American Airlines CEO Gerard Arpey came out by saying that, it’s the government’s responsibility to keep today’s system vibrant and pay for the costly NextGen air traffic control system, which relies on GPS technology.
Aviation officials also claimed their industry has borne the costs of the national campaign against terrorism more than other business segments. The added security measures, they said, have added expense to air transportation, making it a more costly and less desirable mode of travel. “Why airlines are singled out to bear the fight against terrorism escapes me,” Arpey said. “I would argue that airlines should not pay for national defense.”
With 800 billion in defense budgets I would consider this remark poppycock or ignorance, the choice is up to Arpey. Sure all the Homeland Security issues around air travel have made this mode of transportation inconvenient for consumers and it is not easy for airlines’ operations, but to claim that the Airlines are paying for national defense would be a slap in the face of the taxpayer, in my opinion.
Apparently this was also the opinion of James Crites, executive vice president of operations for Dallas/Fort Worth Airport, who quickly pointed out that the airline industry has done a bad job selling Next Gen technology.
“We have to bring back the value of our product”, he said “and high-speed rail could actually boost aviation by improving overall transportation in the U.S. “I don’t see it as competition,” he said. “I see it as a complementary mode.”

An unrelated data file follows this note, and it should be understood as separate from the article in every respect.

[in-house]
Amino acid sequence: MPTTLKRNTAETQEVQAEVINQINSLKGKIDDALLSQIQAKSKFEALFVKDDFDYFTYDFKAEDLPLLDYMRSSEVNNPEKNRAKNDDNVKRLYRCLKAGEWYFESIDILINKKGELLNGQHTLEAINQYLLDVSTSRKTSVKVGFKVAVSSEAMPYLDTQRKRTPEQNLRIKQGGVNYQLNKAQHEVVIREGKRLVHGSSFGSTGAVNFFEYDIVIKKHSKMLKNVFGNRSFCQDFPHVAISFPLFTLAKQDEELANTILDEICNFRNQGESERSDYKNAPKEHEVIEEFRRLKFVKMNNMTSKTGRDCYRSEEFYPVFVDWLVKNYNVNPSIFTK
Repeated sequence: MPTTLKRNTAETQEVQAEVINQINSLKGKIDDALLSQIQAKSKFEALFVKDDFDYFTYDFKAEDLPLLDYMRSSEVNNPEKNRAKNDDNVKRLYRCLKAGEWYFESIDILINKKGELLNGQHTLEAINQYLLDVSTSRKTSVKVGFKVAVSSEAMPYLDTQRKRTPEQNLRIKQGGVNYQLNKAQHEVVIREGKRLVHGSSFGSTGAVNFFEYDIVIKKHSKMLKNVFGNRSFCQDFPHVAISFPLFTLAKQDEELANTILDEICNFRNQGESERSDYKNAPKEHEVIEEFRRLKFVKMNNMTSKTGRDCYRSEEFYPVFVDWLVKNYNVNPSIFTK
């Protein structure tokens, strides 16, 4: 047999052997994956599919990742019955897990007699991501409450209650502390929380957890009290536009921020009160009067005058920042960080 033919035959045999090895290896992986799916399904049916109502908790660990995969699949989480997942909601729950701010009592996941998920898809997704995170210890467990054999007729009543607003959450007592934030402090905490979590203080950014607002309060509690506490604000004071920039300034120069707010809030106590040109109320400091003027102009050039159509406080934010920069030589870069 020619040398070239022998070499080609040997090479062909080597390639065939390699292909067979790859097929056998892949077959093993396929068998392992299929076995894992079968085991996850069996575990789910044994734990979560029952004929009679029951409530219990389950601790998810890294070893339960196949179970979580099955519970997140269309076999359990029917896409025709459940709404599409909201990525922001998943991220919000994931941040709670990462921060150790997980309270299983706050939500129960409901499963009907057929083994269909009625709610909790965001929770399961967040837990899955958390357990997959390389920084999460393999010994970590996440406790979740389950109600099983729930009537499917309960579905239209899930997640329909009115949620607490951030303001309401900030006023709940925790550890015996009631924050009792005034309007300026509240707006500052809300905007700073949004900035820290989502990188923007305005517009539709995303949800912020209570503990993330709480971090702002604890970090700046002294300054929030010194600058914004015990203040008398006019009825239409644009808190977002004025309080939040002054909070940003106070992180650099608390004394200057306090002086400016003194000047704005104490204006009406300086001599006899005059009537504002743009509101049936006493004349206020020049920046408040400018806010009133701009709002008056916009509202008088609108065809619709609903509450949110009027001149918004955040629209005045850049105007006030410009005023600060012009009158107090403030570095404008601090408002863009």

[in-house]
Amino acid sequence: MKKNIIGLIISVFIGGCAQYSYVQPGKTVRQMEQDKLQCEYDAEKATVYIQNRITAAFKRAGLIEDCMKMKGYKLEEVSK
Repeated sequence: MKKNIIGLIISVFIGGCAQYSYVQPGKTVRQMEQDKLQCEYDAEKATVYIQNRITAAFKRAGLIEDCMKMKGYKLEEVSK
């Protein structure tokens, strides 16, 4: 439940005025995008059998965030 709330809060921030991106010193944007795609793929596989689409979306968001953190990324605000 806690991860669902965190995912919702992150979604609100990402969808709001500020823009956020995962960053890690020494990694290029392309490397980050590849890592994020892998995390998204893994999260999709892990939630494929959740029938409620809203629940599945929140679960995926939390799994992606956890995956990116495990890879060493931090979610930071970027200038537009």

And that is exactly the strategic approach for high speed rail versus airline transportation.
A Brookings Institute report (http://www.brookings.edu/reports/2009/1008_air_travel_tomer_puentes.aspx), “Expect Delays: An Analysis of Air Travel Trends in the United States,” released last October said the U.S. should look at starting high speed rail links between major metro centers that are 200 and 500 miles apart, specifically those now served by congested air hubs.
“Many of these aviation corridors offer an excellent customer base to quickly create significant ridership and begin making returns on investment as soon as possible,” the Brookings report said. “At distances of less than 400 miles, high-speed rail can meet or beat air travel times while decongesting high systems and improving travel convenience.”
Nevada senator pulls funding for rail project
And then….almost at the same time that secretary LaHood tells the airline executives to get with the program, Democratic top idiot Harry Reid plays politics with the high speed rail program by redirecting $45 million in funding for a proposed magnetic-levitation rail line that its planners say would connect Southern California to Las Vegas in just 80 minutes, to road improvements near Las Vegas’ McCarran International Airport.
Reid defended his narrow minded decision to redirect federal funds to “a transportation project in southern Nevada that will actually create jobs right away.”
Politicians with band-aids as solutions, it seems Washington DC has its share of them. If I would have been in charge of any Las Vegas Hotel Group I would have pulled out all stops to get that $45 million back in the hands of the developers. It would be a lifesaver for Sin City in the Desert